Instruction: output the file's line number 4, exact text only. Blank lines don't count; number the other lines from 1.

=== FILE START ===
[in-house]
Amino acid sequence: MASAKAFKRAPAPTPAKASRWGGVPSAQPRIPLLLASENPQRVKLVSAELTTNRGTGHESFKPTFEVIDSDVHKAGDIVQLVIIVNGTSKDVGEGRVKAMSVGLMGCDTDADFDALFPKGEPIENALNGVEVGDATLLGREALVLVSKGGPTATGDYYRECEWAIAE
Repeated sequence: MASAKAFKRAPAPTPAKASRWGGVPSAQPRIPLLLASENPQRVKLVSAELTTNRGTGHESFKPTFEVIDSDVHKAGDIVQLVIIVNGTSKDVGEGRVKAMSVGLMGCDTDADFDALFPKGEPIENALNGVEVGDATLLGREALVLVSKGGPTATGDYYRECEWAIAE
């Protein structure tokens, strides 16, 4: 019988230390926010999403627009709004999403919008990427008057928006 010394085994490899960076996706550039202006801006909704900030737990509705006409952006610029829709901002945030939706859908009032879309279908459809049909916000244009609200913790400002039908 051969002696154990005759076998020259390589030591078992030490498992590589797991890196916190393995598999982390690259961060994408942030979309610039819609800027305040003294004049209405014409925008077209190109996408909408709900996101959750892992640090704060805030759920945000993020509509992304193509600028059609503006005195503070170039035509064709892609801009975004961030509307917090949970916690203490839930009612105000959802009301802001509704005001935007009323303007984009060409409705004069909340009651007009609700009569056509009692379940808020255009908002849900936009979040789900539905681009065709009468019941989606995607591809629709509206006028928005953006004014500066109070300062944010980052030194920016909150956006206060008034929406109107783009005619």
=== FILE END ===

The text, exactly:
């Protein structure tokens, strides 16, 4: 019988230390926010999403627009709004999403919008990427008057928006 010394085994490899960076996706550039202006801006909704900030737990509705006409952006610029829709901002945030939706859908009032879309279908459809049909916000244009609200913790400002039908 051969002696154990005759076998020259390589030591078992030490498992590589797991890196916190393995598999982390690259961060994408942030979309610039819609800027305040003294004049209405014409925008077209190109996408909408709900996101959750892992640090704060805030759920945000993020509509992304193509600028059609503006005195503070170039035509064709892609801009975004961030509307917090949970916690203490839930009612105000959802009301802001509704005001935007009323303007984009060409409705004069909340009651007009609700009569056509009692379940808020255009908002849900936009979040789900539905681009065709009468019941989606995607591809629709509206006028928005953006004014500066109070300062944010980052030194920016909150956006206060008034929406109107783009005619």